A bailout for the climate

The climate bailout proposes to use a mechanism that has already been tested in responding to the banking and Covid crises. Both were successfully overcome by providing resources that did not exist before and went way beyond the leeways on government budgets.

In a climate bailout, this exercise would be repeated and fossil fuel assets would be “bought out”, but with a requirement to invest the proceeds in additional renewable energy infrastructure or energy efficiency measures. Linking buyout with investment requirements in this way will stabilise the energy sector and avoid power shortages as fossil fuels are wound down.

The total price tag of the fossil fuel infrastructure to be retired and reserves to be absorbed is substantial: it has been quantified at US$12tn. As colleagues have pointed out, buying up the bulk of the US oil and gas industry would take about half of what it cost the country to invade Iraq, one of the most expensive wars in recent history at US$2tn. In the EU, banks had half a trillion in fossil fuel assets on their balance sheets in 2019.

A bar chart showing the size of the proposed climate bailout for the European Central Bank (€0.15tn) against QE programmaes (€2.74tn) and the pandemic response (€1.35tn)
For the European Central Bank, the scale of the proposed climate bailout is dwarfed by asset purchase programmes launched in response to the financial crisis and Covid-19. © Lingo

While government budgets cannot cope with such magnitudes, they are not unknown to central banks: resources in the trillions were quickly mobilised by central banks to respond to the banking crisis and to the Covid pandemic. The climate bailout can be compared in size to these previous programmes, only in this case it would serve to build the energy system of the future.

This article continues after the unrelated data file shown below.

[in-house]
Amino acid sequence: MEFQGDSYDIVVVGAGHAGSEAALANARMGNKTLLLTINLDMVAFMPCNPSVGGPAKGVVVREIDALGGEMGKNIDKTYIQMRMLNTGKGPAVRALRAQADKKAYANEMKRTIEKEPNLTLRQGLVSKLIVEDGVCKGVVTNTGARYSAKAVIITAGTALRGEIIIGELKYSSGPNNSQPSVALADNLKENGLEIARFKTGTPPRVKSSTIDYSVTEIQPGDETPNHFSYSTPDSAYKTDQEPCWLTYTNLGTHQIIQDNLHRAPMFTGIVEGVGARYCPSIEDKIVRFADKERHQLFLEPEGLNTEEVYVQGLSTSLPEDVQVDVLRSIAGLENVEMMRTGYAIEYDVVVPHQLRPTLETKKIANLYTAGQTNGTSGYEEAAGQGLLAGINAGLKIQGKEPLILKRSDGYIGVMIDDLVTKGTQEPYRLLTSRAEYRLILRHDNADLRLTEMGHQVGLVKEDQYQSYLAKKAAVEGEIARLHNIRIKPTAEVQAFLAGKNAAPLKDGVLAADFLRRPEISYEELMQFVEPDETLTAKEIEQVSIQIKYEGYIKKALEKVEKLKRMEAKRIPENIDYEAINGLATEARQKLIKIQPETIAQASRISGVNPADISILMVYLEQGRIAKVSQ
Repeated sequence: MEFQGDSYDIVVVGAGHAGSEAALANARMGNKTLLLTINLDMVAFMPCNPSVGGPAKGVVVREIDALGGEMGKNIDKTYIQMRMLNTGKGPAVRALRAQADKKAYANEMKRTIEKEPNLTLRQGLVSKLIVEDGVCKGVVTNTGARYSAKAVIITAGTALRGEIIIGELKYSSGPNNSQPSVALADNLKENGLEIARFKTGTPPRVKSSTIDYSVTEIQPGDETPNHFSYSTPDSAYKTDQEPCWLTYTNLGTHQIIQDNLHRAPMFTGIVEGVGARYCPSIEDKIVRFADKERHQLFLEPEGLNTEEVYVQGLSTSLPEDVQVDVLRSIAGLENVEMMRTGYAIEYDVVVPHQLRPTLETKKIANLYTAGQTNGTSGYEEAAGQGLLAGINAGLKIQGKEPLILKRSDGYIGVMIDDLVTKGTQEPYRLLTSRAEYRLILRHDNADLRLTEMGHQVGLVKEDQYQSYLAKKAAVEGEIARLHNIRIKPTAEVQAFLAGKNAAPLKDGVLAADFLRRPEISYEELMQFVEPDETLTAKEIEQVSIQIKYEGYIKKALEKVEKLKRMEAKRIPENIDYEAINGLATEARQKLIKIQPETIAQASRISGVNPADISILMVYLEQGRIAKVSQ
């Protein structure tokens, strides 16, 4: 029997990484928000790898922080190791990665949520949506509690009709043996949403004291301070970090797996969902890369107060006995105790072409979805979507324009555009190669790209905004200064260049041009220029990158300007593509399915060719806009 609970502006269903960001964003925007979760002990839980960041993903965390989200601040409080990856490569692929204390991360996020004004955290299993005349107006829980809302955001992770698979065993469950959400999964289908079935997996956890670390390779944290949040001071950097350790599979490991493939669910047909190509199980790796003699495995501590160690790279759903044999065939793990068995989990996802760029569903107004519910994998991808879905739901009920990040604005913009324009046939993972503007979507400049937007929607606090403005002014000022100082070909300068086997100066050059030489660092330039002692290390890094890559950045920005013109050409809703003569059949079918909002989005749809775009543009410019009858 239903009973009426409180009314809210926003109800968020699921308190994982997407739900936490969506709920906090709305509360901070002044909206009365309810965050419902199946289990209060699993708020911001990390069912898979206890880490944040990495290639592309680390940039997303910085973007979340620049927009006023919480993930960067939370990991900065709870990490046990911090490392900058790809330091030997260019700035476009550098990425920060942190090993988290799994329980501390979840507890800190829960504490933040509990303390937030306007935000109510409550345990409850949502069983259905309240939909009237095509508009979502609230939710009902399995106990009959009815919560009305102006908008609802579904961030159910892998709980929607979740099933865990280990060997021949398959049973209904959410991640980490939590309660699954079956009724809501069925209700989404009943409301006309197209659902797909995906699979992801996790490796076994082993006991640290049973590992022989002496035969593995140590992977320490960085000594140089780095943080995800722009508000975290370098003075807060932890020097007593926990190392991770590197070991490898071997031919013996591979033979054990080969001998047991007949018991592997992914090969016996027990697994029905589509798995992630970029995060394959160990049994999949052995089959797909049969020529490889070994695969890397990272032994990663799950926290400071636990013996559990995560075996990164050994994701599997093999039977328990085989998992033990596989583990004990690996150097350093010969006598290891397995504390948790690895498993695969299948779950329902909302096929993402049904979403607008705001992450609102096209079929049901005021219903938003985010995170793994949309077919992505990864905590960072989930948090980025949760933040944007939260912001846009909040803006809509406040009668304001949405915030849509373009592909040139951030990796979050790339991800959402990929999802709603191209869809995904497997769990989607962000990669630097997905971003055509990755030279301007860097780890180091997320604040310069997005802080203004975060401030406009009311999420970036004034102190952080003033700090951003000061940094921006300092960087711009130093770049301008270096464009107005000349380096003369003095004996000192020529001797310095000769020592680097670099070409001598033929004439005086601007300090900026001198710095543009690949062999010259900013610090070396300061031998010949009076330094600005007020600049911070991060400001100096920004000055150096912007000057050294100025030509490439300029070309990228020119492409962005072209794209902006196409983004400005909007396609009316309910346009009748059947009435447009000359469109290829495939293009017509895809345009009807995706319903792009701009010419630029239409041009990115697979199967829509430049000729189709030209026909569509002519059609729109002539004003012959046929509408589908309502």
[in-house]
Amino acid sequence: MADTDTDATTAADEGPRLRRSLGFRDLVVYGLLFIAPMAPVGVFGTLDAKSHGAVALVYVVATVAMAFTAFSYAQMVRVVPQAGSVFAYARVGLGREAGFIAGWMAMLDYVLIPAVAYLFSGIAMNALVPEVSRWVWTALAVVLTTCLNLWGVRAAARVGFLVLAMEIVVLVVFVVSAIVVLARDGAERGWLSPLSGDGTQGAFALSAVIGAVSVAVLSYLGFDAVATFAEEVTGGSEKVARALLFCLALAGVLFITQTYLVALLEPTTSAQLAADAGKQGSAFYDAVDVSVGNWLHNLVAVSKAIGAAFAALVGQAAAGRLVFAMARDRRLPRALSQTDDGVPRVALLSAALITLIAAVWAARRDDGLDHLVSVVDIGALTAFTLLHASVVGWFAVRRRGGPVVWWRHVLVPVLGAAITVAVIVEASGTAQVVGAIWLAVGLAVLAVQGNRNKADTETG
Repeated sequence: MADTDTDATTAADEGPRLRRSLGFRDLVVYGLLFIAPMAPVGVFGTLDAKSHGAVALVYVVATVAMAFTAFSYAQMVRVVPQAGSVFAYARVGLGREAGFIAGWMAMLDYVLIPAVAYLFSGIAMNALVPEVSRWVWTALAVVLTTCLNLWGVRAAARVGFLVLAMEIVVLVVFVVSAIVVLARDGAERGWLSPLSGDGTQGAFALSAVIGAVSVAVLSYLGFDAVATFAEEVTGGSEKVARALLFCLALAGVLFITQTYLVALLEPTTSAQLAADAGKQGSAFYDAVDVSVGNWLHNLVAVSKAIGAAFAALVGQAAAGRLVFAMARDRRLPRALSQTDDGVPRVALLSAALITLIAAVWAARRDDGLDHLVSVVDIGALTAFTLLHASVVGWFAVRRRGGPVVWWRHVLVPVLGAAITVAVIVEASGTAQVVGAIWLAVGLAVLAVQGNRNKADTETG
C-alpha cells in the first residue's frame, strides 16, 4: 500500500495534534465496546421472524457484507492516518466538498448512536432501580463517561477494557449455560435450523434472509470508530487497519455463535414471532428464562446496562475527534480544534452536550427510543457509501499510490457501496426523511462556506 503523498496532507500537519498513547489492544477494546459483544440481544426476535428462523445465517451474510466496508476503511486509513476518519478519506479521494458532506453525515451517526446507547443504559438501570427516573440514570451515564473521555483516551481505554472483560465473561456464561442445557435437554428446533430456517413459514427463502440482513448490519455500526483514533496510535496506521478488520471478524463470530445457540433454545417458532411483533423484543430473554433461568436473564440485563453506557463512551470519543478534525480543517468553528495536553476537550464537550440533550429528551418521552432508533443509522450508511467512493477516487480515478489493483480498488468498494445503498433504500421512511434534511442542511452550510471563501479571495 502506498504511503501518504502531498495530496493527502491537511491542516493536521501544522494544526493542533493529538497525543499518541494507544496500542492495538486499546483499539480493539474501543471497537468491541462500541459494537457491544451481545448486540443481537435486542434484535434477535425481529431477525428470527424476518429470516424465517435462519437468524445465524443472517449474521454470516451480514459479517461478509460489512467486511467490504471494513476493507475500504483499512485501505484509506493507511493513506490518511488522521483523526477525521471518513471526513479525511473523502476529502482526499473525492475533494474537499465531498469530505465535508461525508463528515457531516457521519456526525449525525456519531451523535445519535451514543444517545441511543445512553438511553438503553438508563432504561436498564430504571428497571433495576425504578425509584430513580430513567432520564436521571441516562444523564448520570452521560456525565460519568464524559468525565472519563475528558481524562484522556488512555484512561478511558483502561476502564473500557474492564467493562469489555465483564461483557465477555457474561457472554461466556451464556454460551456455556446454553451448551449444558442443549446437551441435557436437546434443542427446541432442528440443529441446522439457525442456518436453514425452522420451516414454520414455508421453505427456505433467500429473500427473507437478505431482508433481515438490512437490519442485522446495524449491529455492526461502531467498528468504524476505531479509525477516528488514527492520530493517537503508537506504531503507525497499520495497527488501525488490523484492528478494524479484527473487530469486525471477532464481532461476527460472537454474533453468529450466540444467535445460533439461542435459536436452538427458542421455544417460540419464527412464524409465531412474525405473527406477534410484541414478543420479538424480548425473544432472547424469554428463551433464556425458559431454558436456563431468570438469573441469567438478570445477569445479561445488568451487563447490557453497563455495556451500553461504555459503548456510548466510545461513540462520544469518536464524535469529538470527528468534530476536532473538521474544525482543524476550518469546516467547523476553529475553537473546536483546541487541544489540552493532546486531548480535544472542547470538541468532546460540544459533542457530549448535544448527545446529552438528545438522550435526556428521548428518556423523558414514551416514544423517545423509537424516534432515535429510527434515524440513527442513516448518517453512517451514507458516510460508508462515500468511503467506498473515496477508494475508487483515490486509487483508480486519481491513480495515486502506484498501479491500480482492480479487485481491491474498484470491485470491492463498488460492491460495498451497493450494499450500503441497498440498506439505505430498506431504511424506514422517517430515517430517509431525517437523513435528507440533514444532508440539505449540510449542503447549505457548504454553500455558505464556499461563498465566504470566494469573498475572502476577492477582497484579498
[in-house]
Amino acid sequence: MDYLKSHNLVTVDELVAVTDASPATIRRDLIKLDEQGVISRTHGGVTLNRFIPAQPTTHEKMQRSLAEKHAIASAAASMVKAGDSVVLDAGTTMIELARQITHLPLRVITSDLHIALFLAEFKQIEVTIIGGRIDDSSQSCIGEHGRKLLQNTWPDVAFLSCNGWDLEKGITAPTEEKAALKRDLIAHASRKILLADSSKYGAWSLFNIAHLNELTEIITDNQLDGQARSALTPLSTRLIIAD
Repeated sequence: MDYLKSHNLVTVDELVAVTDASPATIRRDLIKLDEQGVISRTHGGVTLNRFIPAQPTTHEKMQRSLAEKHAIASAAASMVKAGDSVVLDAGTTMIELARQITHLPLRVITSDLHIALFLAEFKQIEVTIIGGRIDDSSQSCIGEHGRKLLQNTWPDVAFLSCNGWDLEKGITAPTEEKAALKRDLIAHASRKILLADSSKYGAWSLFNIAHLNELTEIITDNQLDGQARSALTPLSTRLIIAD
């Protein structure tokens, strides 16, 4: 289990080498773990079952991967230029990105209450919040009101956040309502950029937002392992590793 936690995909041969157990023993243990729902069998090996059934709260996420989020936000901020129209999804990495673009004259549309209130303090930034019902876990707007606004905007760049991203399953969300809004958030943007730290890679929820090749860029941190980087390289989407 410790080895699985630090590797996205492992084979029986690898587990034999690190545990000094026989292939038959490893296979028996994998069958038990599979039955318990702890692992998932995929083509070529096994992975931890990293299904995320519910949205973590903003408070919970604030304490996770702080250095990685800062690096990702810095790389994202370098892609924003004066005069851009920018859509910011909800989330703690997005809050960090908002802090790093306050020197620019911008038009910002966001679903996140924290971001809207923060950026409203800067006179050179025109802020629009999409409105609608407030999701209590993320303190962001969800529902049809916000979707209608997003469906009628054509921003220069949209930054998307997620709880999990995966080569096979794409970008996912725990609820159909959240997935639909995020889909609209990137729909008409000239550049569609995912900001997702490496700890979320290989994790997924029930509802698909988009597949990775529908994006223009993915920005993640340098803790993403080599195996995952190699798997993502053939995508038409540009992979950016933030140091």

Digesting the frog

Of course there are some challenges to be overcome, both intellectual and operational ones. Maybe the biggest challenge is an intellectual hurdle: central banks will need to “eat the frog” of stranded assets, which are quite naturally going to lose value in the fossil fuel endgame. The question of negative equity for central banks is a touchy issue to put it mildly, although in practice it has occurred time and again.

As mentioned, the size of stranded assets on a global scale is huge, and commonly quantified in trillions. However, the “frog” of stranded fossil fuel assets is dwarfed by the looming economic damages of climate change. Can taking big losses now be justified to avoid even bigger losses in the future? Definitely, and especially if it is compatible with other key objectives such as financial and price stability. In any case, the scale of both issues – stranded assets and climate damages – leaves no doubt that central banks must and will be involved somehow in addressing them. The key question is how.